Nineteen years ago, Lance and I met for the first time. I was fifty-six, he was forty-nine. I was single for the first time since the age of nineteen. Three days after my nineteenth birthday, I married. I birthed six children, later working in our company business and living in the same neighborhood in Tampa for nearly thirty years.
You don’t love someone for their looks, their clothes or for their fancy car, but because they sing a song only you can hear. Oscar Wilde
Following the shock and grieving of the end of over thirty years of marriage, things had changed for me. I was content, celebrating the time to write, sing, dance in my kitchen in my nightgown, have women over for long chats and poetry and attending college. I was just discovering a self that had gone underground many years earlier. I was like a girl leaving her parent’s home—filled with deep sadness, curiosity, excitement and fear. It was not the time to meet a soul-mate, at least in my mind. But as we all know, the quiet voice of the heart must be listened to even when the mind is screaming “Are you nuts?”
A friend attended a gathering based on community building and met Lance. She left me a phone message saying she had shared my phone number with a man she met there. He would be calling me. Barbara was the most rational person I knew, though a soul and heart person through and through. It was so unlike her to do this. And then he called. His voice spoke to me in the way of the song Oscar Wilde mentioned. We talked for weeks, reading our poetry to each other, sharing our dreams. Soon after, I went to visit my grandchildren in Atlanta, stopping on the way back in Panama City to meet Lance and record my voice on his meditation CD. We have been together since that day. It wasn’t just a song, but a dance. We seemed to fit in a certain rhythm of life, and we believed in the power of writing, music, poetry, prayer and the soul. The loud voice of the careful mind, and the fear of losing my new-found autonomy, rose up and battled for my attention. But they were outweighed by the heart’s voice. All the advice I got as a young woman was logical. I was told how much easier life is when you have the same background, religion, economic status, race, etc. And yet art—yes, life is an art—is formed in a vortex of differences, energies, desires and heart urgings.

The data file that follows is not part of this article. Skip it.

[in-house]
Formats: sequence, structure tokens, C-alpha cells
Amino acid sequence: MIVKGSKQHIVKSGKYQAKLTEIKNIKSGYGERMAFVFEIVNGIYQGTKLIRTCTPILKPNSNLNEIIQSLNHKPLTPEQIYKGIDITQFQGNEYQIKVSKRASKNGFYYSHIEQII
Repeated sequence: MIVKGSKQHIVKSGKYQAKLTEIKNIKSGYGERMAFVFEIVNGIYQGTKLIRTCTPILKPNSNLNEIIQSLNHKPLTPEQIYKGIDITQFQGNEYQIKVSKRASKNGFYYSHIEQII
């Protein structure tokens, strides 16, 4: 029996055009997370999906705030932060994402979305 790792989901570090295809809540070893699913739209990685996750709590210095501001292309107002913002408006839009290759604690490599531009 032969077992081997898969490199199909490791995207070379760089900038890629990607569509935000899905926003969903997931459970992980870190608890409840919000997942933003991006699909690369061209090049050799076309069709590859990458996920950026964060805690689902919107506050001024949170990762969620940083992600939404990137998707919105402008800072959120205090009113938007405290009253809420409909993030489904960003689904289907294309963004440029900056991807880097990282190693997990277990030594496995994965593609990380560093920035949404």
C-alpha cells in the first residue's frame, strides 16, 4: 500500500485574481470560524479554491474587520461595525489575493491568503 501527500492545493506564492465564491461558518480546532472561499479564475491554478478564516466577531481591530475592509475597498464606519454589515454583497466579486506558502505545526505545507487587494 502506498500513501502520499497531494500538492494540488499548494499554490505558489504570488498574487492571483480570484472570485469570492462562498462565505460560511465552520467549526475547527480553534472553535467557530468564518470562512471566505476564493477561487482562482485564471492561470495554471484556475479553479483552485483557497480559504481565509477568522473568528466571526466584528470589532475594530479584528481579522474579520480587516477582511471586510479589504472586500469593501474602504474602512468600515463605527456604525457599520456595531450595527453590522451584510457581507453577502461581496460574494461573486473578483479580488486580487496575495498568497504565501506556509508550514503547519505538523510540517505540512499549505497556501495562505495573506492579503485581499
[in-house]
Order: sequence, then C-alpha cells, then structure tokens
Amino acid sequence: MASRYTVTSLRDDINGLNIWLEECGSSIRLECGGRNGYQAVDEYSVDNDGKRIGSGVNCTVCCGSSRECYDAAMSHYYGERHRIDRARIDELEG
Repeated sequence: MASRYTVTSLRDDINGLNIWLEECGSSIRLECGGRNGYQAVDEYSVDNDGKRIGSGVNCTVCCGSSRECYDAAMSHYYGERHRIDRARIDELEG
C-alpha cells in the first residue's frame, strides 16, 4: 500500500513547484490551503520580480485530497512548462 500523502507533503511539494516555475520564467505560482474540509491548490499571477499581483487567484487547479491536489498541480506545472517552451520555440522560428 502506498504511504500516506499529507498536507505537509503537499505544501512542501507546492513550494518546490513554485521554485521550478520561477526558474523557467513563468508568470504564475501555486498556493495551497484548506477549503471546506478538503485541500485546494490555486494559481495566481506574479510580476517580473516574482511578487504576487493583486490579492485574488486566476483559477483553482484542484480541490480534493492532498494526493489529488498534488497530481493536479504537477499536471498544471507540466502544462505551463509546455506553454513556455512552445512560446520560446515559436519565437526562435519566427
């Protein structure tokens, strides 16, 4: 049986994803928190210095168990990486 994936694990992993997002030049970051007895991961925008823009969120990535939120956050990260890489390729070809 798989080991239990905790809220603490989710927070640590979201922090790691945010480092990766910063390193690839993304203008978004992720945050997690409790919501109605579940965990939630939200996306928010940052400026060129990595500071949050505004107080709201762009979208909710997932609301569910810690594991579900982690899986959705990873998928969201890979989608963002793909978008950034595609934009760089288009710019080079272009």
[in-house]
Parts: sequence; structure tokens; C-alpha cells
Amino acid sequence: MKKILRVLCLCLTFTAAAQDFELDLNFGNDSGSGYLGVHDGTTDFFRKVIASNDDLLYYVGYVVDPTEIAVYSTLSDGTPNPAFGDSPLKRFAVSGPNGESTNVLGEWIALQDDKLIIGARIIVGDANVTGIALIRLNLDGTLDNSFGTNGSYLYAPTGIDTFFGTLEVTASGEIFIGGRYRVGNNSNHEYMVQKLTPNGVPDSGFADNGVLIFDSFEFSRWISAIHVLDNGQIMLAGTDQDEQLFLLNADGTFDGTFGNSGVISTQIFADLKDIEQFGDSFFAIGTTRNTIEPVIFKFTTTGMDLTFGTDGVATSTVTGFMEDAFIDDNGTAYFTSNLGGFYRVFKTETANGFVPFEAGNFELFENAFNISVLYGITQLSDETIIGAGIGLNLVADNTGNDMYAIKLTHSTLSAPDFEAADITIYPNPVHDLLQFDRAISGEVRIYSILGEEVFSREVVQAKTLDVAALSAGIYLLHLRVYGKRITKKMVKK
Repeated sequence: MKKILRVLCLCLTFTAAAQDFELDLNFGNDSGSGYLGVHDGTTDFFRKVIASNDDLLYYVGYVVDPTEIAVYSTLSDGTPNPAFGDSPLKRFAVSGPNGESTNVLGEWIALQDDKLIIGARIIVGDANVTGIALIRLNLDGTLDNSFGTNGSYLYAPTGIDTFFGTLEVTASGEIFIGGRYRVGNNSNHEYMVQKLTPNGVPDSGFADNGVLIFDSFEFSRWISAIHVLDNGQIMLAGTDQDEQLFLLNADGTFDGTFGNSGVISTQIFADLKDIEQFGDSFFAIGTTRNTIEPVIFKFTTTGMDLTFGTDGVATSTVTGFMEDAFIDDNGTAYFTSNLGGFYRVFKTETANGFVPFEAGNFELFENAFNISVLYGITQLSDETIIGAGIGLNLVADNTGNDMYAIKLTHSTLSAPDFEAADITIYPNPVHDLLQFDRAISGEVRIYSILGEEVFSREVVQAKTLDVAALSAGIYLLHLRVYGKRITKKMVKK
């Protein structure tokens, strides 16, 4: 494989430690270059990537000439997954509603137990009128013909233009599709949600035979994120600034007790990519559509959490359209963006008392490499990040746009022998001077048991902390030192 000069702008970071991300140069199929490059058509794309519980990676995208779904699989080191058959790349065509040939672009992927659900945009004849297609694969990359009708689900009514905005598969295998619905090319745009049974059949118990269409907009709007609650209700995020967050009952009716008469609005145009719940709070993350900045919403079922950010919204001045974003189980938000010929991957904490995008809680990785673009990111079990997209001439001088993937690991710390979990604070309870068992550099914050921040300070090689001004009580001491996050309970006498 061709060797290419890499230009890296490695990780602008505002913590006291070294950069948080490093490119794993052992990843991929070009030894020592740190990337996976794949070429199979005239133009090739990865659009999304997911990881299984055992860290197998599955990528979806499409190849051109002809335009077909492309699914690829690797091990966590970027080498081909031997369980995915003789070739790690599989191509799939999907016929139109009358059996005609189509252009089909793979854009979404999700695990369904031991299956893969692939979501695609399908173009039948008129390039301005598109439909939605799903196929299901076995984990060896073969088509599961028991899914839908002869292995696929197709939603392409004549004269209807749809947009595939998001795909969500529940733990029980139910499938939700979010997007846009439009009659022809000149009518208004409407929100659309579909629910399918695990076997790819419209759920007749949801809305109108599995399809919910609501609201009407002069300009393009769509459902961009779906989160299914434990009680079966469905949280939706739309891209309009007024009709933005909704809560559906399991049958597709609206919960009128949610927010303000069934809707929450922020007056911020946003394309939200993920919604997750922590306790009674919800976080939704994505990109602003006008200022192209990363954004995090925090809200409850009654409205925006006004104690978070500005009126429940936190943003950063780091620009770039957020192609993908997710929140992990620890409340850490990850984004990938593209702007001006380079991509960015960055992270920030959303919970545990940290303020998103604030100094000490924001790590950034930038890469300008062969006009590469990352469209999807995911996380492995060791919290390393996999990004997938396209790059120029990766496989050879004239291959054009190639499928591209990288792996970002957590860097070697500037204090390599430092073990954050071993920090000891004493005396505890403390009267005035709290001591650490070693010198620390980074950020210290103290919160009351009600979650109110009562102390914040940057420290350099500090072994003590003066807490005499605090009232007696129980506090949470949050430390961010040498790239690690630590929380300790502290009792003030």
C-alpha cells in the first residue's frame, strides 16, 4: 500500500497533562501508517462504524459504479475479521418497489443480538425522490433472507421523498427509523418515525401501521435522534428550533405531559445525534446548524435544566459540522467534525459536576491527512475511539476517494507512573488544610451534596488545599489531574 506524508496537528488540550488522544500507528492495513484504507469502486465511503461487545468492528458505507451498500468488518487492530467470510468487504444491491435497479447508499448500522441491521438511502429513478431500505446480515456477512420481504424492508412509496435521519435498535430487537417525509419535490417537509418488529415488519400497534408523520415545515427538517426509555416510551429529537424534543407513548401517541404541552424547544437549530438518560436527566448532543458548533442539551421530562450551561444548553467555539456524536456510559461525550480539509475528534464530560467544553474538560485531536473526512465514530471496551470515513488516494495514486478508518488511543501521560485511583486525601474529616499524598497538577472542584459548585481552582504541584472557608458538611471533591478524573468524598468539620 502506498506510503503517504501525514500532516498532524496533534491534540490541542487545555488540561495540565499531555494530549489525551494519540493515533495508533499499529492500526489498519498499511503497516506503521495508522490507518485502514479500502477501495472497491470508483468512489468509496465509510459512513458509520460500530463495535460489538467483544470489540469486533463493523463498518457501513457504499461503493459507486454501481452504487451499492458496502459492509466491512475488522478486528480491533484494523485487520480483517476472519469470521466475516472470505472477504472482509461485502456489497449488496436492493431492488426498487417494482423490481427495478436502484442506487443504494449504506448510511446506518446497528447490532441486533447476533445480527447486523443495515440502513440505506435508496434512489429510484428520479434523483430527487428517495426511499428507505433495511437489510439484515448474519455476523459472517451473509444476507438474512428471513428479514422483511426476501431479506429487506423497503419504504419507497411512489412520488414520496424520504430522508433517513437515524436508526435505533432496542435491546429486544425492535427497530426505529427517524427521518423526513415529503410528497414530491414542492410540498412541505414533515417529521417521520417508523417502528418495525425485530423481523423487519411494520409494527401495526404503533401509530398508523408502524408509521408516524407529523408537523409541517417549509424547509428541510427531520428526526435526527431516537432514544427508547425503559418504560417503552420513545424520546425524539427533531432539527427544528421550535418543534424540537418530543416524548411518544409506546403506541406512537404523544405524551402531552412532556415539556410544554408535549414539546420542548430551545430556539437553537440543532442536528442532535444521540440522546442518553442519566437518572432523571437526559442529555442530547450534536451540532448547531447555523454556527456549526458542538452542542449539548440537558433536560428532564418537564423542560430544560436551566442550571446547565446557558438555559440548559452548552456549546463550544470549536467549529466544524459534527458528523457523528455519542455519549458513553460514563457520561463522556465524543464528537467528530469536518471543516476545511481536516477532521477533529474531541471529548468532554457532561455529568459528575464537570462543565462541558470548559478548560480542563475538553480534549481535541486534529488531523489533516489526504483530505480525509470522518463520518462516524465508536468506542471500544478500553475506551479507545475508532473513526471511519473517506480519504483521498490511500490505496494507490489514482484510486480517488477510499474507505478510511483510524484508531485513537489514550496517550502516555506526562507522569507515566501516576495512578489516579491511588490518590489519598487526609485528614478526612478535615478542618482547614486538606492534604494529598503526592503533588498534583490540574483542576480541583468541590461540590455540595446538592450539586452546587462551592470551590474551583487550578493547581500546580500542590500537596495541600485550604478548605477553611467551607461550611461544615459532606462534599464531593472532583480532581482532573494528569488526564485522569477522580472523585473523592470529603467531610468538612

The heart wants what it wants. There’s no logic to these things. Woody Allen
In our first year together we wrote a book of poetry titled “Night Gardening: Passionate Poems for the Beloved.” For the cover, Marty Balin, of Jefferson Airplane and Jefferson Starship, wrote: “I’m jealous of your passionate loving relationship. The images turned me on! They took me away. I wanted to steal them.” This praise from the musician who wrote the lyrics for “Hearts” and “Miracles” was humbling. We were reaching out and touching those who would love in a deeper way. The heart had been right. We traveled the country, reading and performing our poetry. We have memories that are deep enough to last several lifetimes. When we are loved for ourselves, or, in spite of ourselves, we are truly soul loved. Love is about compromise, of course, but never at the expense of one or the other’s life path.
We are now entering a new phase of our lives. We are both writing new books and training new clients. We need time and fewer monetary pressures to live our lives, energetically doing what we were put here to do. We will focus on family, our relationship, and our directive to be a light to others as much as we can. So we are selling our home to move into a smaller, more manageable space. Maybe more travel is in our future, but we know for sure that our work and our love will go on as long as we do—and beyond. We look forward to the next adventure.
Am I teaching here? Not really. I am just reminding you what you already know about life and love. Always listen to your heart, no matter how many nay-sayers are out there—or inside you. As Helen Keller said, “The best and most beautiful things in the world cannot be seen, or even heard, but must be felt with the heart.”